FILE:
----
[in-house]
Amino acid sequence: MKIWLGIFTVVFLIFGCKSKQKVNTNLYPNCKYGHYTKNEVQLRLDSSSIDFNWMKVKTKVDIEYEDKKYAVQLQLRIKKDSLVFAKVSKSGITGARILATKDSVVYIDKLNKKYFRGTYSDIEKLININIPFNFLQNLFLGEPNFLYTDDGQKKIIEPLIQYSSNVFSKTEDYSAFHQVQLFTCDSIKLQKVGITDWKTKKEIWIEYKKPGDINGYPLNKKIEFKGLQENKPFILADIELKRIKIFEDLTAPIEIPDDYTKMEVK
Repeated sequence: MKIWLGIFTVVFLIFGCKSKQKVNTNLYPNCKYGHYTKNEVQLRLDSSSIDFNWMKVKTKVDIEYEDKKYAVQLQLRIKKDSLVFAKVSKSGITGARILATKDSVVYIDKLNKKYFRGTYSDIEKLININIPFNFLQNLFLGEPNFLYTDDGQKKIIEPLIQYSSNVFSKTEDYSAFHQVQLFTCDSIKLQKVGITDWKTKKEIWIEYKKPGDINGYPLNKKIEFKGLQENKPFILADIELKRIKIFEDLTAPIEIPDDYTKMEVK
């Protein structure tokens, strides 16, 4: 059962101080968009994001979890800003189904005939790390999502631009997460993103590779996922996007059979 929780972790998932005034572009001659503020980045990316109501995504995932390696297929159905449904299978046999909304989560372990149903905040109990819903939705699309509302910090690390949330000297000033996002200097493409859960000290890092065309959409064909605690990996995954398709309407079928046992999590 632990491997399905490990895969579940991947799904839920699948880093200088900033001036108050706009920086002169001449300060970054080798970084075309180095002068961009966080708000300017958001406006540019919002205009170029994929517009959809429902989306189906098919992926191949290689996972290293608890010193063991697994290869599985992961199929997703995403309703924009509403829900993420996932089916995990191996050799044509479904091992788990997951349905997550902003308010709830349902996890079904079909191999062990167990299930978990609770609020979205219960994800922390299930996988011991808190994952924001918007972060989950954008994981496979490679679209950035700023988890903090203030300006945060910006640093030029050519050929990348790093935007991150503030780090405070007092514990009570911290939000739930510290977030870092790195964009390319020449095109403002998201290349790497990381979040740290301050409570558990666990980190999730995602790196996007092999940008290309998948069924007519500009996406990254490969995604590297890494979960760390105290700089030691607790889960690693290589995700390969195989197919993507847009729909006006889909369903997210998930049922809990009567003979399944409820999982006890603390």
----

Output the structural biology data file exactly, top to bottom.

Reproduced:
[in-house]
Amino acid sequence: MKIWLGIFTVVFLIFGCKSKQKVNTNLYPNCKYGHYTKNEVQLRLDSSSIDFNWMKVKTKVDIEYEDKKYAVQLQLRIKKDSLVFAKVSKSGITGARILATKDSVVYIDKLNKKYFRGTYSDIEKLININIPFNFLQNLFLGEPNFLYTDDGQKKIIEPLIQYSSNVFSKTEDYSAFHQVQLFTCDSIKLQKVGITDWKTKKEIWIEYKKPGDINGYPLNKKIEFKGLQENKPFILADIELKRIKIFEDLTAPIEIPDDYTKMEVK
Repeated sequence: MKIWLGIFTVVFLIFGCKSKQKVNTNLYPNCKYGHYTKNEVQLRLDSSSIDFNWMKVKTKVDIEYEDKKYAVQLQLRIKKDSLVFAKVSKSGITGARILATKDSVVYIDKLNKKYFRGTYSDIEKLININIPFNFLQNLFLGEPNFLYTDDGQKKIIEPLIQYSSNVFSKTEDYSAFHQVQLFTCDSIKLQKVGITDWKTKKEIWIEYKKPGDINGYPLNKKIEFKGLQENKPFILADIELKRIKIFEDLTAPIEIPDDYTKMEVK
């Protein structure tokens, strides 16, 4: 059962101080968009994001979890800003189904005939790390999502631009997460993103590779996922996007059979 929780972790998932005034572009001659503020980045990316109501995504995932390696297929159905449904299978046999909304989560372990149903905040109990819903939705699309509302910090690390949330000297000033996002200097493409859960000290890092065309959409064909605690990996995954398709309407079928046992999590 632990491997399905490990895969579940991947799904839920699948880093200088900033001036108050706009920086002169001449300060970054080798970084075309180095002068961009966080708000300017958001406006540019919002205009170029994929517009959809429902989306189906098919992926191949290689996972290293608890010193063991697994290869599985992961199929997703995403309703924009509403829900993420996932089916995990191996050799044509479904091992788990997951349905997550902003308010709830349902996890079904079909191999062990167990299930978990609770609020979205219960994800922390299930996988011991808190994952924001918007972060989950954008994981496979490679679209950035700023988890903090203030300006945060910006640093030029050519050929990348790093935007991150503030780090405070007092514990009570911290939000739930510290977030870092790195964009390319020449095109403002998201290349790497990381979040740290301050409570558990666990980190999730995602790196996007092999940008290309998948069924007519500009996406990254490969995604590297890494979960760390105290700089030691607790889960690693290589995700390969195989197919993507847009729909006006889909369903997210998930049922809990009567003979399944409820999982006890603390």